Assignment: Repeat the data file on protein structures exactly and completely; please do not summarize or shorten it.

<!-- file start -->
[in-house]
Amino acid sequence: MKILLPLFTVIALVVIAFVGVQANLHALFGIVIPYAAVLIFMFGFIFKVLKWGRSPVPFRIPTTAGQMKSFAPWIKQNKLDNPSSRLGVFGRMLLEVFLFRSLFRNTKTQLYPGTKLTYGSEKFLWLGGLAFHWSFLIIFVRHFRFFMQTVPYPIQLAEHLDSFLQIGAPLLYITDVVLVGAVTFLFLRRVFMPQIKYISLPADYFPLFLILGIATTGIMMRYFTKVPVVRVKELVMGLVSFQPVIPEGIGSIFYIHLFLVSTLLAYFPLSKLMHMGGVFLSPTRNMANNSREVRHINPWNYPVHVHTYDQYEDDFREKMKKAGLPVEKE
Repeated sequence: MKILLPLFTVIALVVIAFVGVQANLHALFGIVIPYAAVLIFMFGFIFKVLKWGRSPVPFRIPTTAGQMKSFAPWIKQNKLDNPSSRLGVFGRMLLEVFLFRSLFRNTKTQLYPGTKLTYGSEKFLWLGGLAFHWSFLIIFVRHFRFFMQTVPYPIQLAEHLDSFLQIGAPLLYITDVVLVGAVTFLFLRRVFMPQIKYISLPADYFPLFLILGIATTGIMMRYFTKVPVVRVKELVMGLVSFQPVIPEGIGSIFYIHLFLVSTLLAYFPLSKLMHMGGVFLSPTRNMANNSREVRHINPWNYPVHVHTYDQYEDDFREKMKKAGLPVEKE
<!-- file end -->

[in-house]
Amino acid sequence: MKILLPLFTVIALVVIAFVGVQANLHALFGIVIPYAAVLIFMFGFIFKVLKWGRSPVPFRIPTTAGQMKSFAPWIKQNKLDNPSSRLGVFGRMLLEVFLFRSLFRNTKTQLYPGTKLTYGSEKFLWLGGLAFHWSFLIIFVRHFRFFMQTVPYPIQLAEHLDSFLQIGAPLLYITDVVLVGAVTFLFLRRVFMPQIKYISLPADYFPLFLILGIATTGIMMRYFTKVPVVRVKELVMGLVSFQPVIPEGIGSIFYIHLFLVSTLLAYFPLSKLMHMGGVFLSPTRNMANNSREVRHINPWNYPVHVHTYDQYEDDFREKMKKAGLPVEKE
Repeated sequence: MKILLPLFTVIALVVIAFVGVQANLHALFGIVIPYAAVLIFMFGFIFKVLKWGRSPVPFRIPTTAGQMKSFAPWIKQNKLDNPSSRLGVFGRMLLEVFLFRSLFRNTKTQLYPGTKLTYGSEKFLWLGGLAFHWSFLIIFVRHFRFFMQTVPYPIQLAEHLDSFLQIGAPLLYITDVVLVGAVTFLFLRRVFMPQIKYISLPADYFPLFLILGIATTGIMMRYFTKVPVVRVKELVMGLVSFQPVIPEGIGSIFYIHLFLVSTLLAYFPLSKLMHMGGVFLSPTRNMANNSREVRHINPWNYPVHVHTYDQYEDDFREKMKKAGLPVEKE